As institutions worldwide shift towards online learning, many will question the value of enrolling in a university overseas.
But online learning in tertiary institutions is not a new trend by any measure. Over the past decade, platforms like EdX and Coursera have offered MOOCs – massive open online courses – designed by universities and companies such as MIT and Microsoft.
In some cases, students can earn certifications that are stackable for a degree. EdX has a MicroBachelors programme that provides students with accreditation from established universities like New York University and Arizona State University.
These programmes are significantly more affordable than traditional degree programmes, and allow students to complete the course at their own pace, making them particularly popular with mature learners juggling work and family.
Yet MOOCs have not been seen by most as a substitute for a campus-based education, particularly in a premier institutions. In a post-COVID world, Singaporeans considering an overseas education will likely be more discerning about where they apply to.
The cost of an overseas university education is still significantly higher than one at a local university. An average three-year undergraduate programme at the latter costs around S$25,000, compared to £10,000 (S$18,000) and upwards per year at a UK university.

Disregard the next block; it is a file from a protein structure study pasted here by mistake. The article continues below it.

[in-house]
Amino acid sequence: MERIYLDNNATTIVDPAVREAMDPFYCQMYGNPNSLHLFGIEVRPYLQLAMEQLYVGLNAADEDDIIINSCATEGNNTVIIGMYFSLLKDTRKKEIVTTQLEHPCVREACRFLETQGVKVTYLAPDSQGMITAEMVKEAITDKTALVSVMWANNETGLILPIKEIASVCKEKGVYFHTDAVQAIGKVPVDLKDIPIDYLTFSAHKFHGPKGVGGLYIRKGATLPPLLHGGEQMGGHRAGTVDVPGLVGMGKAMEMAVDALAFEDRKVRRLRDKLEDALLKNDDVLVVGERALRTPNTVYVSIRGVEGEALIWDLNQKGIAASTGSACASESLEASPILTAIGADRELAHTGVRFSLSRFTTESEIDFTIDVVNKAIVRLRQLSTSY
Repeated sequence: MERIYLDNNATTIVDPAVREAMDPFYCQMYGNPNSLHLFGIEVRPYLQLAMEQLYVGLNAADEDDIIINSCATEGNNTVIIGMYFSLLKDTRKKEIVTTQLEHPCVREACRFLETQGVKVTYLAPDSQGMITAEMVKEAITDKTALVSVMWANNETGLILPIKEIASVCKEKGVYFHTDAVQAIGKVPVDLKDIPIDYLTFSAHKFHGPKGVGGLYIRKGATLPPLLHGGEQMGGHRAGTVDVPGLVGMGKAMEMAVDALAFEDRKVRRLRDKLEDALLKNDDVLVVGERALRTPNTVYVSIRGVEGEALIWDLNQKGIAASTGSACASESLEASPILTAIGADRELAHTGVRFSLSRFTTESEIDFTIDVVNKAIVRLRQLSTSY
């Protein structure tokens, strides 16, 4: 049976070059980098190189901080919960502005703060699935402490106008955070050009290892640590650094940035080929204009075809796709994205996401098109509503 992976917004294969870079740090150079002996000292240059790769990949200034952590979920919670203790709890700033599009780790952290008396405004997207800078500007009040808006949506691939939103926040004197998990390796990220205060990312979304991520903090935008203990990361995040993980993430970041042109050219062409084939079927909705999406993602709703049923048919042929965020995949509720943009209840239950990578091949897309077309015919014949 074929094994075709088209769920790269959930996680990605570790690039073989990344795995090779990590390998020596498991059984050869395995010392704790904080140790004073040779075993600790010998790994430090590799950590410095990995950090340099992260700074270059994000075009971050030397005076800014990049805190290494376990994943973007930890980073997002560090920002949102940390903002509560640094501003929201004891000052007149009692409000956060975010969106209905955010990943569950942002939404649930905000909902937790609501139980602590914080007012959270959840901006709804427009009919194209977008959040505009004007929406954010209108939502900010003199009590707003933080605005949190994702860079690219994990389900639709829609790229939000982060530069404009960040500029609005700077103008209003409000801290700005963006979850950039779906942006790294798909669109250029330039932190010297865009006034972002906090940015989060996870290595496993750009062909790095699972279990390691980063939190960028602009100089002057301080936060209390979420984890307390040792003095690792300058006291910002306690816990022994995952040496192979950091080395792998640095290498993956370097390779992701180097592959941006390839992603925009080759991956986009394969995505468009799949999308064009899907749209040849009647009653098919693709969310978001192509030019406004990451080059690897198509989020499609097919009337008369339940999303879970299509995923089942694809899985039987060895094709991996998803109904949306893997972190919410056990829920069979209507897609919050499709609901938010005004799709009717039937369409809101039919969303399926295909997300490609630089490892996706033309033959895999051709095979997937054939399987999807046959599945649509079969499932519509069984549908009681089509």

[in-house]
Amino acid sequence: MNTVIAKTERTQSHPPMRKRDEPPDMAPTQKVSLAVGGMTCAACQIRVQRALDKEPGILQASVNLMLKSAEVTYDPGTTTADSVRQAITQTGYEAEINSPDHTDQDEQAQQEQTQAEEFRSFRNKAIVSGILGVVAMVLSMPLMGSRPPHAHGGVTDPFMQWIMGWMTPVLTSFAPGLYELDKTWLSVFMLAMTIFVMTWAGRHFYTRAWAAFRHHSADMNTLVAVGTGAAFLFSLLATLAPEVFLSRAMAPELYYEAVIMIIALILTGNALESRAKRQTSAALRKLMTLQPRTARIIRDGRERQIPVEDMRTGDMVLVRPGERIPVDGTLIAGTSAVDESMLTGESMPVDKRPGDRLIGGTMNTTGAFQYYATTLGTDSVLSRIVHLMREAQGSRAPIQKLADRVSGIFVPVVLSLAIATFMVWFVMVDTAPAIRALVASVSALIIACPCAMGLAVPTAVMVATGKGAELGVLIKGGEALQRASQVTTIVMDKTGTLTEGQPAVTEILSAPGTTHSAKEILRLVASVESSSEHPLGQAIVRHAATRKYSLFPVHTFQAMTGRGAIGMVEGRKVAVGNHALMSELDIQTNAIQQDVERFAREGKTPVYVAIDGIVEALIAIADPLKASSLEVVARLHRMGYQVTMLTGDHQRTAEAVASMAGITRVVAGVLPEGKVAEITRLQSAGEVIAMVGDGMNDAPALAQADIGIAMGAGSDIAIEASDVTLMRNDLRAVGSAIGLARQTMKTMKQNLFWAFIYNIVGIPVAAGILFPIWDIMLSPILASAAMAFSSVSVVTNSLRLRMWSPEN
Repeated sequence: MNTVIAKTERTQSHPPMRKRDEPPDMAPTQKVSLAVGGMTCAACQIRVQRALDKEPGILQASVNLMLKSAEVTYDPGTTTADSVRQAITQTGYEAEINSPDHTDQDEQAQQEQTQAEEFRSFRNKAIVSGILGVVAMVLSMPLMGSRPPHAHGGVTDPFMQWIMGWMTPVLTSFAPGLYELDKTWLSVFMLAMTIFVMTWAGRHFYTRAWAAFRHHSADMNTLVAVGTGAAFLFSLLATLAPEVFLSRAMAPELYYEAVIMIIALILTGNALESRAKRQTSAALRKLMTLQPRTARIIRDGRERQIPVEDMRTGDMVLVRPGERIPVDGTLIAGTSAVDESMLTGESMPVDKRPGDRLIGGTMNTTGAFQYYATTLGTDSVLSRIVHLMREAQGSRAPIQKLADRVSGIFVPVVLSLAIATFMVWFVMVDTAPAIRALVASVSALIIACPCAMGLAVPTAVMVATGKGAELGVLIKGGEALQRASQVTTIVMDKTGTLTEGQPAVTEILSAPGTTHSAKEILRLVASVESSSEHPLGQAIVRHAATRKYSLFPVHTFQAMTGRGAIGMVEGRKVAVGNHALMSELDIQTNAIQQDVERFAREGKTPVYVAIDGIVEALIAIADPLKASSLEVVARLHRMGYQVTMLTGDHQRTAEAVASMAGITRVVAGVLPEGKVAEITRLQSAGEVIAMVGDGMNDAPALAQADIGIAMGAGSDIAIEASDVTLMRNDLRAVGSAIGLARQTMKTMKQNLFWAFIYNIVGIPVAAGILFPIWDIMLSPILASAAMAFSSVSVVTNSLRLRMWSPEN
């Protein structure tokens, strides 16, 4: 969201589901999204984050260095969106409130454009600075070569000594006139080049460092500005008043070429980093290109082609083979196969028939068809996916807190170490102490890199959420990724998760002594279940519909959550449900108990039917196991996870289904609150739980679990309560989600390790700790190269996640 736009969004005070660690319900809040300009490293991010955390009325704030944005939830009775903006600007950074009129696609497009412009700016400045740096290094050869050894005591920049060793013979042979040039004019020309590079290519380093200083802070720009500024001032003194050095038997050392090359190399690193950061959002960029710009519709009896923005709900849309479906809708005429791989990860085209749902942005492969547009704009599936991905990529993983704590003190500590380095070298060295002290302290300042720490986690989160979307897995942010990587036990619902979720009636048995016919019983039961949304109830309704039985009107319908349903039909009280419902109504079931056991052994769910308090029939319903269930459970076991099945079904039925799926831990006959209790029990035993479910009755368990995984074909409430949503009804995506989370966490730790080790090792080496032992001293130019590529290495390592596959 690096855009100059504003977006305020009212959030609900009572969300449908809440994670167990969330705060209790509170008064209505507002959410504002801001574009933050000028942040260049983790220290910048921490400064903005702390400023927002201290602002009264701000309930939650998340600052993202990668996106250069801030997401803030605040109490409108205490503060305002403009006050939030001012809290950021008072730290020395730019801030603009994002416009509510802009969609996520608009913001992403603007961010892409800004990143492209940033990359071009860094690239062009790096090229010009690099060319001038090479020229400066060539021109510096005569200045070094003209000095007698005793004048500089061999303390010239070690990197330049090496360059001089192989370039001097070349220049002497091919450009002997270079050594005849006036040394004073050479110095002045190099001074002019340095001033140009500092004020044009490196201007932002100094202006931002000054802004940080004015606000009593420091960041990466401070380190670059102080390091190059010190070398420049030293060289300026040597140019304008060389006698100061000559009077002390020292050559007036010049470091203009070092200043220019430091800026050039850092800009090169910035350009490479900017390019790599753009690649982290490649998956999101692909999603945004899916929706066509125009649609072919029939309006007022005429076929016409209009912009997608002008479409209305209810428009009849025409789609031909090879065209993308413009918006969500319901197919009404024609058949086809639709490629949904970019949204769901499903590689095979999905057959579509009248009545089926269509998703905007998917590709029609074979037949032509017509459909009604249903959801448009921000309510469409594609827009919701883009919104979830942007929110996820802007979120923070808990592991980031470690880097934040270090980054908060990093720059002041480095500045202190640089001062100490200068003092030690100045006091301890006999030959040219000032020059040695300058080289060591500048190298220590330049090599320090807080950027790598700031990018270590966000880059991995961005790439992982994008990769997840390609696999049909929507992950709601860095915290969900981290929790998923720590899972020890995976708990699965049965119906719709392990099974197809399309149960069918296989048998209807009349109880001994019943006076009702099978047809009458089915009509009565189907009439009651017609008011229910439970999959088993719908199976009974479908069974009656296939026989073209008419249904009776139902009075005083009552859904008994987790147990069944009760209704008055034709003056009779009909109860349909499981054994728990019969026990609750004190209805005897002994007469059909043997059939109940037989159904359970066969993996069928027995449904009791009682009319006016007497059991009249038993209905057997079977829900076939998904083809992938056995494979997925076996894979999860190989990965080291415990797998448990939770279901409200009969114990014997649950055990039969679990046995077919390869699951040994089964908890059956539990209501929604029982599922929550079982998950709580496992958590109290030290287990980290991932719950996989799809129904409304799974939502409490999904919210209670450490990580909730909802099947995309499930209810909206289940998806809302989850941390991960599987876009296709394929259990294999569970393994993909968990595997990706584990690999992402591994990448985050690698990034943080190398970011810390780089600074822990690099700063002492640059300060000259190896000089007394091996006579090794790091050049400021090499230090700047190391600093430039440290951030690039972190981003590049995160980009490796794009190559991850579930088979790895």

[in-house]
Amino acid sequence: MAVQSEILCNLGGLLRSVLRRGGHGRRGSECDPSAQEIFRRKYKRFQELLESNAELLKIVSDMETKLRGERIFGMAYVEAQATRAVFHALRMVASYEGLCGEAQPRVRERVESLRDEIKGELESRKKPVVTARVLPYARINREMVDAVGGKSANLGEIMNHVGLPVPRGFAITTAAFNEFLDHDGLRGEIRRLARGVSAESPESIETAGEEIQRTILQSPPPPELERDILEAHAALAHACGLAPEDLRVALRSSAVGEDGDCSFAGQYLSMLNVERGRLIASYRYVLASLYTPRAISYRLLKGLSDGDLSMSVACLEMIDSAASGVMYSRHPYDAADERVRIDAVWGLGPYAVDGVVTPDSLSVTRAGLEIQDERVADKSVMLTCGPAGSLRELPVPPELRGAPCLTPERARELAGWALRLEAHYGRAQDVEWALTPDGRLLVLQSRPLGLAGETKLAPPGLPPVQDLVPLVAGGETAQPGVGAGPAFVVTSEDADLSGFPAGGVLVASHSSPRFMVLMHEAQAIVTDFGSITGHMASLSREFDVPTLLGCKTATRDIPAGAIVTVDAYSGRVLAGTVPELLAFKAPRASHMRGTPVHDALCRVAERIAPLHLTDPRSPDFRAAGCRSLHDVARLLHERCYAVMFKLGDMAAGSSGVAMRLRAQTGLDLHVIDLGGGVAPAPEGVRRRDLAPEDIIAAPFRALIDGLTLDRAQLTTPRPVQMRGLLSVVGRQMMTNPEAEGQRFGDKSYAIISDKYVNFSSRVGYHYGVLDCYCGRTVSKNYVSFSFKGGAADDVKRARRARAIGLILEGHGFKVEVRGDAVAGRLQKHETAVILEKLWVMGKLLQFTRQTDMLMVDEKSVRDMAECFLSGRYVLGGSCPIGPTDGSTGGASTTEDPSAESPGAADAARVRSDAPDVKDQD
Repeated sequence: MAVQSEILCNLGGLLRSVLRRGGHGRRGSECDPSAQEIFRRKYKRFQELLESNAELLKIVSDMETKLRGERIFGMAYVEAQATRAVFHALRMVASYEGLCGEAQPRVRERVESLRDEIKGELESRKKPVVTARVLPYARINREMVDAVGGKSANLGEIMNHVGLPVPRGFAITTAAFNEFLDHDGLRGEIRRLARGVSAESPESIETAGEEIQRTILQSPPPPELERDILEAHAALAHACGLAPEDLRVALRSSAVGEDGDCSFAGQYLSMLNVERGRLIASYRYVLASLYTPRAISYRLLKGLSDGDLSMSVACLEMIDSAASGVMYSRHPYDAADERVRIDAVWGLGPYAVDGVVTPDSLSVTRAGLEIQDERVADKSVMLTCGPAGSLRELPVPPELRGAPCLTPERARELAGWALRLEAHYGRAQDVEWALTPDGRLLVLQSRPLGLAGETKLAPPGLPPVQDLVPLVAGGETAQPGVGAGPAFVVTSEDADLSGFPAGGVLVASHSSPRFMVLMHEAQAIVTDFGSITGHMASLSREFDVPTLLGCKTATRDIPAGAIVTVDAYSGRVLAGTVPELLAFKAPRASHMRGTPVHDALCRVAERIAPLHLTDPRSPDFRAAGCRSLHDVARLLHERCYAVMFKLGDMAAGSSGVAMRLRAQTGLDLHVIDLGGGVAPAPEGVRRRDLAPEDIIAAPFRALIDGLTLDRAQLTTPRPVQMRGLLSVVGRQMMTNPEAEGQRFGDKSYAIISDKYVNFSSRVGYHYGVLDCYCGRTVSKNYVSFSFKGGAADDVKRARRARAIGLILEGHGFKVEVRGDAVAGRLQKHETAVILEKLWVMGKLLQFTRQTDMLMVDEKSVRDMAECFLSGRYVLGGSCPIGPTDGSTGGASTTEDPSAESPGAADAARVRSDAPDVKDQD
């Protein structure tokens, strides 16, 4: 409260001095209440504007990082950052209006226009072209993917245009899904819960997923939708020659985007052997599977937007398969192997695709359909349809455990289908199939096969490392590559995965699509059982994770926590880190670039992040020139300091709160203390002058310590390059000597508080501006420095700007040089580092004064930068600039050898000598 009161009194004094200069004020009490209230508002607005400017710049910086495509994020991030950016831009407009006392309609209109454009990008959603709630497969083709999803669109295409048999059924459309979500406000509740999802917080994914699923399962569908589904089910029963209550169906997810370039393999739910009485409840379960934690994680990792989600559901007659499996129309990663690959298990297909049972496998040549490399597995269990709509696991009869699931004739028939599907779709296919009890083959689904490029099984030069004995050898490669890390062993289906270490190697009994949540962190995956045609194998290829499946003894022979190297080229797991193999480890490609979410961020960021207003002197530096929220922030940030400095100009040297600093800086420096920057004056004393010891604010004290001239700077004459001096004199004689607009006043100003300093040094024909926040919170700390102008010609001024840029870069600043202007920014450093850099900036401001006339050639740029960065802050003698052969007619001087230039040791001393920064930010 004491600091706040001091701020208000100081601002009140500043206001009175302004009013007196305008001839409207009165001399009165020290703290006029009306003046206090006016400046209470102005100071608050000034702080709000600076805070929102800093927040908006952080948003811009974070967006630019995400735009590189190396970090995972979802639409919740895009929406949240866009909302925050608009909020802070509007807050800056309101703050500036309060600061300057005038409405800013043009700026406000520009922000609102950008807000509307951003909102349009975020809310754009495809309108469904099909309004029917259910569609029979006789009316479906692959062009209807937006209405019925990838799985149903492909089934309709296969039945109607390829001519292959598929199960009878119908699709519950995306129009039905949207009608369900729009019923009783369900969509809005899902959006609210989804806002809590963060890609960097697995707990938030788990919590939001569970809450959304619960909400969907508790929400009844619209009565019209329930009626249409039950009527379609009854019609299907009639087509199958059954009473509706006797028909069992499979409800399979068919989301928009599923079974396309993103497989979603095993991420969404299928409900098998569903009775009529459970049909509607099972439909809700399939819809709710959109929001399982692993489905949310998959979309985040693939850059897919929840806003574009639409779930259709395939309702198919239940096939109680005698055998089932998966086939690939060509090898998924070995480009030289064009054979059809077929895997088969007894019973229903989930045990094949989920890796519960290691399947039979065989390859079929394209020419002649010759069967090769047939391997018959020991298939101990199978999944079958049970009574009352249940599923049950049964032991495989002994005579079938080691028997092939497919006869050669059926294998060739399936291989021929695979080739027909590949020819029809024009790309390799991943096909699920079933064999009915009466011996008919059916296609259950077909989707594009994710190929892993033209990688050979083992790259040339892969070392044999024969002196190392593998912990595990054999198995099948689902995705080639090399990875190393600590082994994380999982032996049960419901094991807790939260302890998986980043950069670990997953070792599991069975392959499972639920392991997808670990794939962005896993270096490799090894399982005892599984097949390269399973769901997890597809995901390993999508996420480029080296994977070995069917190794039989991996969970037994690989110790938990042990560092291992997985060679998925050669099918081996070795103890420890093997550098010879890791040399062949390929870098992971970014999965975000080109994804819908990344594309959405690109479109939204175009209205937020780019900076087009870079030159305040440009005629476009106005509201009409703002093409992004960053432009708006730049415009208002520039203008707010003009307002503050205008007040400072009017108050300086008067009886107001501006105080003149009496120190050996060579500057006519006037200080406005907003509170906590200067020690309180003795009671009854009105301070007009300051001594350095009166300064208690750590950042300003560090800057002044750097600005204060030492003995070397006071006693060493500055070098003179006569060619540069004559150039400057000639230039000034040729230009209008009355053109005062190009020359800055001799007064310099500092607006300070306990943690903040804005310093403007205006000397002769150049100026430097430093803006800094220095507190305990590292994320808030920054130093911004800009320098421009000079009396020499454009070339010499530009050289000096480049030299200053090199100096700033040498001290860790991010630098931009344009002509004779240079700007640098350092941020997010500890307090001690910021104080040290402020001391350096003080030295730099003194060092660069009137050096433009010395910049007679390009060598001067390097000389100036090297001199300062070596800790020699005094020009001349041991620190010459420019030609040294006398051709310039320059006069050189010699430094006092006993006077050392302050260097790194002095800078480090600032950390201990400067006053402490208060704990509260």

So if students are going to fork out much more for an overseas education – especially if what they’re getting in return is mostly virtual lectures and seminars – they are going to want the biggest bang for their buck.
With the increased proliferation of online learning spurred by COVID-19, a campus-based overseas higher education will only remain attractive at elite institutions.
PERKS OF GOING TO ELITE SCHOOLS
Beyond providing their students with quality education, the allure of pedigree schools have more to do with their non-academic perks.
Higher education is a stratified sector, where the name of the institution is often as valuable as the knowledge gained. Marketing can only do so much – the perceived worth of institutions is often built over long periods of time, even centuries.